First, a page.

Sunday Morning ~ Pentecostal Thoughts
Mphawi ndiye mzimu; musamnyoze. ~ The poor man is a spirit; do not despise him.
~ Chewa proverb
June 5, 2022
Pentecost comes from the Greek word pentecoste, meaning fifty. Fifty days after Easter. Fifty years since Shirley Chisholm ran for president. Fifty years since the ERA went to the senate. Fifty days since Ukraine took back Chernobyl. Fifty years since Israeli athletes were massacred at the Olympics. Fifty days since Staten Island Amazon workers voted to unionize. Fifty years since Watergate started. In the church, it’s a birthday these fifty days after Easter. It’s all about spirit. Things changed.
A visiting priest celebrated mass last evening at our little church on the ocean. He wore his holiness all over his sleeve as he described Pope John Paul’s visit to Poland in 1979 during the feast of Pentecost. His sermon last evening was very moving for me in both content and delivery. When I got home, I looked up the New York Times article about John Paul’s visit to Poland, his homeland. Poland was under communist regime then and the visit was a negotiation between the communist government and the Vatican. He was the first pope allowed to visit Poland; being a native Pole made it hard for the communists to forbid his visit. The formal reason for the Pope’s visit was to celebrate the martyrdom of Saint Stanislaus, the bishop of Krakow, who in 1072 was murdered when he spoke out against the unjust wars and immoral behavior of King Boleslaus II. The New York Times reports the visit had to be delayed from the Saint’s feast day in April as the communist regime did not want to highlight a celebration of someone known for opposing government. So he went on Pentecost instead, a celebration of the birth of the church and the raining down of the holy spirit.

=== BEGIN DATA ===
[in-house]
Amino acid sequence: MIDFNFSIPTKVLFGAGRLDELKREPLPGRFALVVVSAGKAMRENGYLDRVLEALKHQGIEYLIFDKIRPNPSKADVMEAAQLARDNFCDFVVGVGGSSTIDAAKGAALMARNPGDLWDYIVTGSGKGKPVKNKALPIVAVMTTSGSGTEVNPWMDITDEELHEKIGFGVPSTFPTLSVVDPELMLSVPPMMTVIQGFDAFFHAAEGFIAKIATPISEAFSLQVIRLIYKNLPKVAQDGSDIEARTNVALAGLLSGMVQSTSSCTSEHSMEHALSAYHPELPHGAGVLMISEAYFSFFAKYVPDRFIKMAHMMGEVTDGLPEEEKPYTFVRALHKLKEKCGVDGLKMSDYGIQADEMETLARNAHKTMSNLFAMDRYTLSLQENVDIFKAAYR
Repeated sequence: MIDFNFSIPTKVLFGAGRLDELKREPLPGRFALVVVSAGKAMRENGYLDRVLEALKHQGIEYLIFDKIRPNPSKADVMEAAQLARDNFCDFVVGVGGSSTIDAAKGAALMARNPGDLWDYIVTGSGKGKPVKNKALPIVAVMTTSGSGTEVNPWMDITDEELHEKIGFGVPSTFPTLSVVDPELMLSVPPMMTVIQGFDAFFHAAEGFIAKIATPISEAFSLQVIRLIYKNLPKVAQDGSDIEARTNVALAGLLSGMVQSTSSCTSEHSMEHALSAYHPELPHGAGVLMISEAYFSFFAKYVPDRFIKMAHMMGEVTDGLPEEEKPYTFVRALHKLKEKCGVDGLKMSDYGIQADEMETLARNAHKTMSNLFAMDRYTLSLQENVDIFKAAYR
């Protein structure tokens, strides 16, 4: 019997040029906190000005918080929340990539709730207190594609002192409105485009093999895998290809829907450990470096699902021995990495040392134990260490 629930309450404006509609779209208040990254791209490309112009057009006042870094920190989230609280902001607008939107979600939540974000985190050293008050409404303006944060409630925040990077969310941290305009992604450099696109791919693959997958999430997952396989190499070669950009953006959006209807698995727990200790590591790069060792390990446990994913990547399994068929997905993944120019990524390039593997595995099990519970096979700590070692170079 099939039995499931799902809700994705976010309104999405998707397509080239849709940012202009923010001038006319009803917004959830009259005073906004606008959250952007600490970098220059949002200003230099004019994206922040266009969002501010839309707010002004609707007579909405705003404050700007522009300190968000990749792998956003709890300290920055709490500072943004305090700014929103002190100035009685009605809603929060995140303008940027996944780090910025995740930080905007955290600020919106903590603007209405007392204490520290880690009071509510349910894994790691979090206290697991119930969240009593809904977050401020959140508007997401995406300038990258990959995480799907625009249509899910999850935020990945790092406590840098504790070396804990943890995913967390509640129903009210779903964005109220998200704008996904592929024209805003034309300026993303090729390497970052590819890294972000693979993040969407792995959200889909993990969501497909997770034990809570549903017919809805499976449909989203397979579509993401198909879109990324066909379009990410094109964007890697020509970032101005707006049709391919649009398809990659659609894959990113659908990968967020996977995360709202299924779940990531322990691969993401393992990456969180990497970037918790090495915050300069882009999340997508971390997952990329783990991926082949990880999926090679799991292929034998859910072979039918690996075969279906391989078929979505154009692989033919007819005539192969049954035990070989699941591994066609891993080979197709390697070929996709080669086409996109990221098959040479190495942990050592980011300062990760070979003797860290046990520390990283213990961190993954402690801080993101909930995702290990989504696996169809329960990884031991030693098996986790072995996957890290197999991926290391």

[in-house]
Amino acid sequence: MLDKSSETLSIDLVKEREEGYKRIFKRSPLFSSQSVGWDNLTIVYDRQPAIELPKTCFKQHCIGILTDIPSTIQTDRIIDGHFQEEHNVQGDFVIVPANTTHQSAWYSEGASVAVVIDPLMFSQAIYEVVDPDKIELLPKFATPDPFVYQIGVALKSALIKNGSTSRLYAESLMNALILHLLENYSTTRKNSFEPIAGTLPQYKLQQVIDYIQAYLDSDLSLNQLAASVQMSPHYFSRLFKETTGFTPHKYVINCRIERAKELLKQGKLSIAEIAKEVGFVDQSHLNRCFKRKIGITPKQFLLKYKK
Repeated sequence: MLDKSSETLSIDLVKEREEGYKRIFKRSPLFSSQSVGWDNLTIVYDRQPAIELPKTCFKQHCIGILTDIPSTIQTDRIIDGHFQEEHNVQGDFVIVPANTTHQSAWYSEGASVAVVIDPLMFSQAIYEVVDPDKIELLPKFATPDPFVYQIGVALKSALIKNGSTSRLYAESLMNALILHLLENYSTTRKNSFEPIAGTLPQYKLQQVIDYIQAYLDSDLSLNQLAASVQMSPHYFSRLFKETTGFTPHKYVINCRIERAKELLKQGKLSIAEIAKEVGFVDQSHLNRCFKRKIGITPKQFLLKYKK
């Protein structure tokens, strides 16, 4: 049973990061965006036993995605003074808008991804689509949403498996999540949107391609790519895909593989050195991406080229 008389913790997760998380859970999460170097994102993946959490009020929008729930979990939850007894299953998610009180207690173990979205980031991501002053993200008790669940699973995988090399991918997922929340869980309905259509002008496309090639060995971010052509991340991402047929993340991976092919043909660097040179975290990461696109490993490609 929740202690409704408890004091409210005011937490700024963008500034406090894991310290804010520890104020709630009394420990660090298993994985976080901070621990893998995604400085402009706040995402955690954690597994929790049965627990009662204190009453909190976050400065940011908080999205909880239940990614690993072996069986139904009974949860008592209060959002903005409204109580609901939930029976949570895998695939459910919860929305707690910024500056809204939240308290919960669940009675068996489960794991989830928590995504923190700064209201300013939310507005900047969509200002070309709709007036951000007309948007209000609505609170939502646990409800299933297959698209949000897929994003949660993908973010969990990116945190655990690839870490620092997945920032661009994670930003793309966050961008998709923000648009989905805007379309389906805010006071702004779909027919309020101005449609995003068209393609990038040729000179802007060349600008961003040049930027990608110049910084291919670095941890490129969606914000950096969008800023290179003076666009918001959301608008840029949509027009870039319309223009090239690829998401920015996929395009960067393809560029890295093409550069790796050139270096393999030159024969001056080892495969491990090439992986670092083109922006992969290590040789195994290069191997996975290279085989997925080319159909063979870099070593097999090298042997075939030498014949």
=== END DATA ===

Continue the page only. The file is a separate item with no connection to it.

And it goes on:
The article describes the crowds that overtook Warsaw. Hundreds of thousands were present for the Pope’s mass in Victory Square, a place where I stood just a few weeks ago. Last evening our visiting priest described the crowds and the significance of John Paul’s presence there. He talked of the Pope’s acknowledgment of the Tomb of the Unknown Soldier and his references to communist oppression. He told us of John Paul telling the crowd they were of the land, they were worthy, they were free in their hearts.
I found the transcript of the Pope’s homily. His reference to St. Stanislaw as someone “who purchased his mission at the see of Krakow with his blood nine hundred years ago.” was bold. I am only now understanding how carefully he crafted his words and what affect they had on the citizens of that country. He said, “a nation is understood though the lives of each of its persons.”
As I struggle to comprehend the times we face and how important the stakes, these words touched me. I’m trying to balance being informed with being sane, so am limiting how much news I listen to. I believe in my bones we are capable of coming through this with our democracy and integrity intact, but it is not going to be easy. I am looking for inspiration. I needed something to cling to, a message that would keep me going and not give up.